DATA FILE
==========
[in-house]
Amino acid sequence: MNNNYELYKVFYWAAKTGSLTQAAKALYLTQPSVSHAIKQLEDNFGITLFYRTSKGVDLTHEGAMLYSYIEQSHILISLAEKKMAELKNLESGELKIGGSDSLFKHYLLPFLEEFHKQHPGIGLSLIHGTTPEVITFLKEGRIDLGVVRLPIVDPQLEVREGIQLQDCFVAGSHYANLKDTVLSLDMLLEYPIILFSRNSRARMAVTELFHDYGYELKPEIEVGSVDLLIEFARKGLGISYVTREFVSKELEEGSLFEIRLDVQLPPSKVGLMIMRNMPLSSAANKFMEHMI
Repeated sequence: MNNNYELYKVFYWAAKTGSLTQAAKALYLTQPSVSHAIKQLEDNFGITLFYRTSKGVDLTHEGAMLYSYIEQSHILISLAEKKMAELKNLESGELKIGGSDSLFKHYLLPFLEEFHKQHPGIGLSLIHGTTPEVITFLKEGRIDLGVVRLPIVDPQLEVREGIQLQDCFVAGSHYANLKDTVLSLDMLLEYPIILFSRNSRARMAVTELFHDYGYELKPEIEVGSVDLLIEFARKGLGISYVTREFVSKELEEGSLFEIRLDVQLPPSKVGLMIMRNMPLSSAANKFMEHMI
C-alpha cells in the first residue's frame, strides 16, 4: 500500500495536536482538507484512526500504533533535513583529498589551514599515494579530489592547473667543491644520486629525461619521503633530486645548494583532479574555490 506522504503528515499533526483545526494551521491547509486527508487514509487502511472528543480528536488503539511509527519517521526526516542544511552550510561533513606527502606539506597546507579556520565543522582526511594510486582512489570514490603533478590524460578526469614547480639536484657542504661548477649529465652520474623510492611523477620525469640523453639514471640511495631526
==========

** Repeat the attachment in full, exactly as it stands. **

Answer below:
[in-house]
Amino acid sequence: MNNNYELYKVFYWAAKTGSLTQAAKALYLTQPSVSHAIKQLEDNFGITLFYRTSKGVDLTHEGAMLYSYIEQSHILISLAEKKMAELKNLESGELKIGGSDSLFKHYLLPFLEEFHKQHPGIGLSLIHGTTPEVITFLKEGRIDLGVVRLPIVDPQLEVREGIQLQDCFVAGSHYANLKDTVLSLDMLLEYPIILFSRNSRARMAVTELFHDYGYELKPEIEVGSVDLLIEFARKGLGISYVTREFVSKELEEGSLFEIRLDVQLPPSKVGLMIMRNMPLSSAANKFMEHMI
Repeated sequence: MNNNYELYKVFYWAAKTGSLTQAAKALYLTQPSVSHAIKQLEDNFGITLFYRTSKGVDLTHEGAMLYSYIEQSHILISLAEKKMAELKNLESGELKIGGSDSLFKHYLLPFLEEFHKQHPGIGLSLIHGTTPEVITFLKEGRIDLGVVRLPIVDPQLEVREGIQLQDCFVAGSHYANLKDTVLSLDMLLEYPIILFSRNSRARMAVTELFHDYGYELKPEIEVGSVDLLIEFARKGLGISYVTREFVSKELEEGSLFEIRLDVQLPPSKVGLMIMRNMPLSSAANKFMEHMI
C-alpha cells in the first residue's frame, strides 16, 4: 500500500495536536482538507484512526500504533533535513583529498589551514599515494579530489592547473667543491644520486629525461619521503633530486645548494583532479574555490 506522504503528515499533526483545526494551521491547509486527508487514509487502511472528543480528536488503539511509527519517521526526516542544511552550510561533513606527502606539506597546507579556520565543522582526511594510486582512489570514490603533478590524460578526469614547480639536484657542504661548477649529465652520474623510492611523477620525469640523453639514471640511495631526